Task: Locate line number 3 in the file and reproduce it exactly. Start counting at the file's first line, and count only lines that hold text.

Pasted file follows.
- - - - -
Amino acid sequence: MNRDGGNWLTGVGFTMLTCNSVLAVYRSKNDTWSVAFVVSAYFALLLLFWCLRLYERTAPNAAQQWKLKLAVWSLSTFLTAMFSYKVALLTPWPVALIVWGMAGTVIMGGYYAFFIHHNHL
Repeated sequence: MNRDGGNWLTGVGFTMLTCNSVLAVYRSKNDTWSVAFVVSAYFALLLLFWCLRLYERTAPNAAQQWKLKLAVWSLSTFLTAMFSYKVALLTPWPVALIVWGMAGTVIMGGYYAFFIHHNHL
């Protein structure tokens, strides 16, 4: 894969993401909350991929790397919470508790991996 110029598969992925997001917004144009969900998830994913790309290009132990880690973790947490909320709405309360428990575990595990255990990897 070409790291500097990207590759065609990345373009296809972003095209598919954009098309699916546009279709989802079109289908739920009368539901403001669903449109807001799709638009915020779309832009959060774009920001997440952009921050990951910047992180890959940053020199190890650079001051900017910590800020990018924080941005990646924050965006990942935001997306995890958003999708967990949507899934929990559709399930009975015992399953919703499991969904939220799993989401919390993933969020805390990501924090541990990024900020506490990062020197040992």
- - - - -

């Protein structure tokens, strides 16, 4: 894969993401909350991929790397919470508790991996 110029598969992925997001917004144009969900998830994913790309290009132990880690973790947490909320709405309360428990575990595990255990990897 070409790291500097990207590759065609990345373009296809972003095209598919954009098309699916546009279709989802079109289908739920009368539901403001669903449109807001799709638009915020779309832009959060774009920001997440952009921050990951910047992180890959940053020199190890650079001051900017910590800020990018924080941005990646924050965006990942935001997306995890958003999708967990949507899934929990559709399930009975015992399953919703499991969904939220799993989401919390993933969020805390990501924090541990990024900020506490990062020197040992």